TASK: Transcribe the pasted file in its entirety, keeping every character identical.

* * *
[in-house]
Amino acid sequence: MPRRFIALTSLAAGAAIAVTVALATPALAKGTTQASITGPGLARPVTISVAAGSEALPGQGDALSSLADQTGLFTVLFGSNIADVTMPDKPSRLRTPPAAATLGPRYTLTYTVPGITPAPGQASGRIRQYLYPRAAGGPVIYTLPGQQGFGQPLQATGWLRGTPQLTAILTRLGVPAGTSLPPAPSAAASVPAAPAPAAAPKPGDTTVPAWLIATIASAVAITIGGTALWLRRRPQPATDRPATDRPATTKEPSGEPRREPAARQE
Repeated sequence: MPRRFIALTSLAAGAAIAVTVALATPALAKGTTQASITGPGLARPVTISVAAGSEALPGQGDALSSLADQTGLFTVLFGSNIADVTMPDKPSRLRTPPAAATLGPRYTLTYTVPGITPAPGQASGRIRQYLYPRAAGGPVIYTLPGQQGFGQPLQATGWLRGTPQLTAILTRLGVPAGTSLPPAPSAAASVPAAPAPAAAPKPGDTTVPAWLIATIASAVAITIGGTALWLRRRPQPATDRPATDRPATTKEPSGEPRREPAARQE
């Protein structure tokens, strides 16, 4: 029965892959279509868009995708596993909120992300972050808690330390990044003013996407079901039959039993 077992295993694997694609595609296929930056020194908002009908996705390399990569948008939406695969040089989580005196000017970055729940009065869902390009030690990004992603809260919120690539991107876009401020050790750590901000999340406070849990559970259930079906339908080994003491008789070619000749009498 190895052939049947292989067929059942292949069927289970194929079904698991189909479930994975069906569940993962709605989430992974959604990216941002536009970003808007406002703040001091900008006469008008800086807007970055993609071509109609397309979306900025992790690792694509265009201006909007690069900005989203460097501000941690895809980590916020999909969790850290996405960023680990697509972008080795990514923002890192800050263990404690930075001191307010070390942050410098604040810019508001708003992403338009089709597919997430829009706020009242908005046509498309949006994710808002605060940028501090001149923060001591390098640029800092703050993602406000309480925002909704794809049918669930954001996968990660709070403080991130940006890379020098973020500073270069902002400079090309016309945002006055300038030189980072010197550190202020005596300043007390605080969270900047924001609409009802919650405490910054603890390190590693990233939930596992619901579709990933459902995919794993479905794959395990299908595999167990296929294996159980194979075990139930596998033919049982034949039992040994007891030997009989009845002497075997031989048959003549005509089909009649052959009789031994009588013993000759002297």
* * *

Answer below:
[in-house]
Amino acid sequence: MPRRFIALTSLAAGAAIAVTVALATPALAKGTTQASITGPGLARPVTISVAAGSEALPGQGDALSSLADQTGLFTVLFGSNIADVTMPDKPSRLRTPPAAATLGPRYTLTYTVPGITPAPGQASGRIRQYLYPRAAGGPVIYTLPGQQGFGQPLQATGWLRGTPQLTAILTRLGVPAGTSLPPAPSAAASVPAAPAPAAAPKPGDTTVPAWLIATIASAVAITIGGTALWLRRRPQPATDRPATDRPATTKEPSGEPRREPAARQE
Repeated sequence: MPRRFIALTSLAAGAAIAVTVALATPALAKGTTQASITGPGLARPVTISVAAGSEALPGQGDALSSLADQTGLFTVLFGSNIADVTMPDKPSRLRTPPAAATLGPRYTLTYTVPGITPAPGQASGRIRQYLYPRAAGGPVIYTLPGQQGFGQPLQATGWLRGTPQLTAILTRLGVPAGTSLPPAPSAAASVPAAPAPAAAPKPGDTTVPAWLIATIASAVAITIGGTALWLRRRPQPATDRPATDRPATTKEPSGEPRREPAARQE
């Protein structure tokens, strides 16, 4: 029965892959279509868009995708596993909120992300972050808690330390990044003013996407079901039959039993 077992295993694997694609595609296929930056020194908002009908996705390399990569948008939406695969040089989580005196000017970055729940009065869902390009030690990004992603809260919120690539991107876009401020050790750590901000999340406070849990559970259930079906339908080994003491008789070619000749009498 190895052939049947292989067929059942292949069927289970194929079904698991189909479930994975069906569940993962709605989430992974959604990216941002536009970003808007406002703040001091900008006469008008800086807007970055993609071509109609397309979306900025992790690792694509265009201006909007690069900005989203460097501000941690895809980590916020999909969790850290996405960023680990697509972008080795990514923002890192800050263990404690930075001191307010070390942050410098604040810019508001708003992403338009089709597919997430829009706020009242908005046509498309949006994710808002605060940028501090001149923060001591390098640029800092703050993602406000309480925002909704794809049918669930954001996968990660709070403080991130940006890379020098973020500073270069902002400079090309016309945002006055300038030189980072010197550190202020005596300043007390605080969270900047924001609409009802919650405490910054603890390190590693990233939930596992619901579709990933459902995919794993479905794959395990299908595999167990296929294996159980194979075990139930596998033919049982034949039992040994007891030997009989009845002497075997031989048959003549005509089909009649052959009789031994009588013993000759002297």